In a blatant attempt to sway the judges my way, I will admit that I could have communicated in a sentence or two that the man and woman in question (I won’t say who they are in case the current publicity including this blog leads more people to buy it — hurry along now, there’s a bookshop page on the site, and it can put you straight through to Amazon) had finally ‘done it’. But it was such an important happening in the narrator’s life (ok, I’ll let you know who the man is) that I wanted the sense of just how important it was to be reflected in the space I gave to it. And as for its capacity for arousal, I won’t name the prominent public figure (no, not Tony) who confessed to feeling what he called ‘upward thrust’ but I hope he is not alone, and that plenty of women felt whatever the female equivalent of upward thrust may be. It was still important to the plot, and the pace of the novel (you see you need to read the whole thing to get it) whether people feel upward thrust or not.
Truth be told, in the original draft there was even more of it, but eventually I decided two pages from first touch to the moment when ‘I thought the walls were going to fall down as we stroked and screamed our way through hours of pleasure to the union for which my whole life had been a preparation’ (ah, beautiful) was enough.
But along the way we have plenty of caressing, kissing, belt-grabbing, breast-cupping, dress-ripping, nipple-kissing, tongue-sucking, hair-grabbing, thigh-touching, calf-locking and all the rest.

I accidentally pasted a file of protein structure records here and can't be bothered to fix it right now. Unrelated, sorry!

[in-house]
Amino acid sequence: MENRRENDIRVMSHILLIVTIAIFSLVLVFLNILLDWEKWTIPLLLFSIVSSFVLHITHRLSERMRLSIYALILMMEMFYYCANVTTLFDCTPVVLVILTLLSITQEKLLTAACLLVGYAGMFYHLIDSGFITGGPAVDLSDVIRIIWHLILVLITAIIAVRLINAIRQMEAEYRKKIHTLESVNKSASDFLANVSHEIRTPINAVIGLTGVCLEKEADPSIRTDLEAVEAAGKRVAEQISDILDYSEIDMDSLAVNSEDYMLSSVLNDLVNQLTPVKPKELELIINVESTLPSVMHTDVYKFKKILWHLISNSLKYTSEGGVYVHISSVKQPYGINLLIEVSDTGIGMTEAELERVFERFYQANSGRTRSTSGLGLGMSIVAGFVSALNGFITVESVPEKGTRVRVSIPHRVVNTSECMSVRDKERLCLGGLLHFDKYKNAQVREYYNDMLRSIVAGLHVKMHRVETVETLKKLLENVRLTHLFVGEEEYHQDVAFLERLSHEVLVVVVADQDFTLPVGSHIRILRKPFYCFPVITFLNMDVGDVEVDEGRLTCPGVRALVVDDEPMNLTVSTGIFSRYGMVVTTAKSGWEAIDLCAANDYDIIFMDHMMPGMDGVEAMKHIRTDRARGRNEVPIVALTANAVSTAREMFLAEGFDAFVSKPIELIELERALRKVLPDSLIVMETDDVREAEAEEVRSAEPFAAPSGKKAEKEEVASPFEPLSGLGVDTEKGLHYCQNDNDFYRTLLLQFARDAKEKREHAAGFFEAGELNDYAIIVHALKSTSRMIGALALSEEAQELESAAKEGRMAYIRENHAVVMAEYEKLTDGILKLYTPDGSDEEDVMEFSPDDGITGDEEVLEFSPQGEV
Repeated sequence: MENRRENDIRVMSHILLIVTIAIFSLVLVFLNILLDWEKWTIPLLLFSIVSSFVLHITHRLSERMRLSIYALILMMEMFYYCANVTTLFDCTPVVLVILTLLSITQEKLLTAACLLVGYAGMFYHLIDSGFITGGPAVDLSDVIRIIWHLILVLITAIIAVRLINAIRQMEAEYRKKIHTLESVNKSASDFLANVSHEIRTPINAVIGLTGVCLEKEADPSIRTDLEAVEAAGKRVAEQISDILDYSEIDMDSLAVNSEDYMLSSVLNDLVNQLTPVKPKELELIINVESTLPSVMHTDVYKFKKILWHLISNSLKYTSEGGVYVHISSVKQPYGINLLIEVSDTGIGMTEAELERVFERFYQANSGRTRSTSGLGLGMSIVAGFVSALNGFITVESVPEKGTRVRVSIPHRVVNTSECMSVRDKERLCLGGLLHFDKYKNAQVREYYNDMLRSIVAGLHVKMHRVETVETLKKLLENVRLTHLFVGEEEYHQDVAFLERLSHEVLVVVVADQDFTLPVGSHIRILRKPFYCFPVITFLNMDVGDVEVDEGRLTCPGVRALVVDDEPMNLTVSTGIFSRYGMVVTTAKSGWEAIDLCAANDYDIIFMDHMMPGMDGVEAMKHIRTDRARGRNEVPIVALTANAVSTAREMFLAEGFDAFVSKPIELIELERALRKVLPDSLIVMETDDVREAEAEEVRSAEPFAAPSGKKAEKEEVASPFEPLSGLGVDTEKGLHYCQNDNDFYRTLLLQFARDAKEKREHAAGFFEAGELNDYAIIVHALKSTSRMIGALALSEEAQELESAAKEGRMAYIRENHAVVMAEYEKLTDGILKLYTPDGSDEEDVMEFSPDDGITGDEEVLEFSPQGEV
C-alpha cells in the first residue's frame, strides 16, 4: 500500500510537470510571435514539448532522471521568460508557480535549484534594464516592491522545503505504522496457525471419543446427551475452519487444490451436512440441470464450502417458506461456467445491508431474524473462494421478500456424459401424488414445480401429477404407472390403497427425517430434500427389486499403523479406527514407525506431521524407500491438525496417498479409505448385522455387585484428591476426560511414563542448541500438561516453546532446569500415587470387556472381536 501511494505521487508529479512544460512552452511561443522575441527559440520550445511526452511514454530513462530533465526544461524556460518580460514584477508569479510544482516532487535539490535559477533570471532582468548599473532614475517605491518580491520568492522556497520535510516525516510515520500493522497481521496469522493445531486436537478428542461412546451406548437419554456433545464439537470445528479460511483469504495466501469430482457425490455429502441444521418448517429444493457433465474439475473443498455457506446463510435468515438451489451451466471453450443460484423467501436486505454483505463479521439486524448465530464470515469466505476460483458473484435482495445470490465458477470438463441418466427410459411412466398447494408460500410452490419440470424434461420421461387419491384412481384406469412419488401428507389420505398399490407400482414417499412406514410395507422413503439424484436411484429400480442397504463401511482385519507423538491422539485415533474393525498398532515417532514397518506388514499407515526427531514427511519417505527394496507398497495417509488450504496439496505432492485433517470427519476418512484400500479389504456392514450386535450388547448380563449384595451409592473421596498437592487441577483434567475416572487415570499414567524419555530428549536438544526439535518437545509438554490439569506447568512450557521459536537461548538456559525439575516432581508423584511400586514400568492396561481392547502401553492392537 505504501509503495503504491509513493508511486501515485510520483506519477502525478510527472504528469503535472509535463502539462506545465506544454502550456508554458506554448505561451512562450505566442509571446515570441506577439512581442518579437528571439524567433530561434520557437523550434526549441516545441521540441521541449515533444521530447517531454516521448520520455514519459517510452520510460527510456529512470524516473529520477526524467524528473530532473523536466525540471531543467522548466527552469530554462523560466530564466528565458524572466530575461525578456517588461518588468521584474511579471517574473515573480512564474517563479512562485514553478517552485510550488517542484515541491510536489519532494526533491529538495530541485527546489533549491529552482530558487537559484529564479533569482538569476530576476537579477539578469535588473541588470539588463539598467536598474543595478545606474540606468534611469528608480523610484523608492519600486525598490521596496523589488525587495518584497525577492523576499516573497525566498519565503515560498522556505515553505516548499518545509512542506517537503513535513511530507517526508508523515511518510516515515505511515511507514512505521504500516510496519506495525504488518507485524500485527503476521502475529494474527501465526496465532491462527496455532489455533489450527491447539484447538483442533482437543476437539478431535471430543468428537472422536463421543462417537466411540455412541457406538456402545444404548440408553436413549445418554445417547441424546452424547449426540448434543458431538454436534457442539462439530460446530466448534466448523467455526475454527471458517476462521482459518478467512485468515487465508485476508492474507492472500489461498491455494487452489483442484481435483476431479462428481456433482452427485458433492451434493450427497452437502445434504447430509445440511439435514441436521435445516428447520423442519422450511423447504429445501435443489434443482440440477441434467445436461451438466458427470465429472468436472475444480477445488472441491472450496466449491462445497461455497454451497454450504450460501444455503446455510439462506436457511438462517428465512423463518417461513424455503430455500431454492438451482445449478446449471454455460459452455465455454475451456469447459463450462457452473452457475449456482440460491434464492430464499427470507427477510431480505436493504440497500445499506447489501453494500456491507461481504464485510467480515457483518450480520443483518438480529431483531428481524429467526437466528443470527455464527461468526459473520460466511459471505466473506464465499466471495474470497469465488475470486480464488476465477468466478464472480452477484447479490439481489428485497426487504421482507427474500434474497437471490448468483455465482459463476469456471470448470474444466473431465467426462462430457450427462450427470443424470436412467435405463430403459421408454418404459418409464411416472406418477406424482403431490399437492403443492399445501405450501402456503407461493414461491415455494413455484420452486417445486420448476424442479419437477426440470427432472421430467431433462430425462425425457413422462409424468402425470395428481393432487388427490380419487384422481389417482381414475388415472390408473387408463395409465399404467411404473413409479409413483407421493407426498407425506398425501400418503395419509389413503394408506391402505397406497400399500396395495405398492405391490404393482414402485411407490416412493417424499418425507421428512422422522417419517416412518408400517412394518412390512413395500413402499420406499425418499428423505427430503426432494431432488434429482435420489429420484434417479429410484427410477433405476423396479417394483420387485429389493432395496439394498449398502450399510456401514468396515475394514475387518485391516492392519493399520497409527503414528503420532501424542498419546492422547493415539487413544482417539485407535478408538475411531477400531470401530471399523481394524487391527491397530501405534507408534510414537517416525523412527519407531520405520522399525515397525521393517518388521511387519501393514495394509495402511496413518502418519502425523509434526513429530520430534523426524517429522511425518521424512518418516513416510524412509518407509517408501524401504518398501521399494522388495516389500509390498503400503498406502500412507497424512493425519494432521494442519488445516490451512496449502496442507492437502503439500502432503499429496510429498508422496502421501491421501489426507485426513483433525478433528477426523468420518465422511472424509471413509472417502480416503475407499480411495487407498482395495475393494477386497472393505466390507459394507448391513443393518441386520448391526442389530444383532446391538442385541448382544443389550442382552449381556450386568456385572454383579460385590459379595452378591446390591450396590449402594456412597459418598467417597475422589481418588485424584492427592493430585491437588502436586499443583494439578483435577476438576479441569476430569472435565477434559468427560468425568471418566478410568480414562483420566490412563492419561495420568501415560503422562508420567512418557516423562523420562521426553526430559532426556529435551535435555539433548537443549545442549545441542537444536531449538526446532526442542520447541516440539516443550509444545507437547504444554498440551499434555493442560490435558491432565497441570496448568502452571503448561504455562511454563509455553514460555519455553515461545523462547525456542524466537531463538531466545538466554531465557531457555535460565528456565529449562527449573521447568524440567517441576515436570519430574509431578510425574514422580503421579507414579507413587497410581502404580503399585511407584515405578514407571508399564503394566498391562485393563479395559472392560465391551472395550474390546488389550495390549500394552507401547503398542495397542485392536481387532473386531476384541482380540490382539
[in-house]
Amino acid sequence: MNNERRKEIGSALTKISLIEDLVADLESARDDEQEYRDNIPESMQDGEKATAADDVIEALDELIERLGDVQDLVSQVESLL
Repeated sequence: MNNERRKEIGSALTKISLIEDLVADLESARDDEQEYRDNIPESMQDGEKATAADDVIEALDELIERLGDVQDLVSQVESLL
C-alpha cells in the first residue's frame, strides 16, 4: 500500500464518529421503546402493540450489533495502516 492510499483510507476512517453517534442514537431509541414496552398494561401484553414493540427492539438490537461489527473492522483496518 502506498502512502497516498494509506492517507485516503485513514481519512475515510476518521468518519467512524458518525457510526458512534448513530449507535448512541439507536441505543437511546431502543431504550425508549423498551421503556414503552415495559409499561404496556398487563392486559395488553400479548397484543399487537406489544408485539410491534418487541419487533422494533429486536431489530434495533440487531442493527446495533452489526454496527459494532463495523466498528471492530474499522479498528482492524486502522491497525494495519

So come on judges, I may only be there so you get a bit of attention. But I think this time I deserve it.
And how else am I going to get on a list of authors (past winners) which includes Norman Mailer, Melvyn Bragg, Sebastian Faulks, Giles Coren and Tom Wolfe? I’ll feel like a proper novelist, not just a political diarist who strongly recommends Prelude to Power if you’re struggling to think what to get your friends for Christmas, and Power and the People, out on January 20, as your first birthday present of the New Year.
Now off to do some bodice-ripping …
I managed to get here because I have you on my list of favourites, but you may want to correct the link on twitter — you missed out a letter of your name! Love the blog, and like it, as today, when you every now and then steer off politics …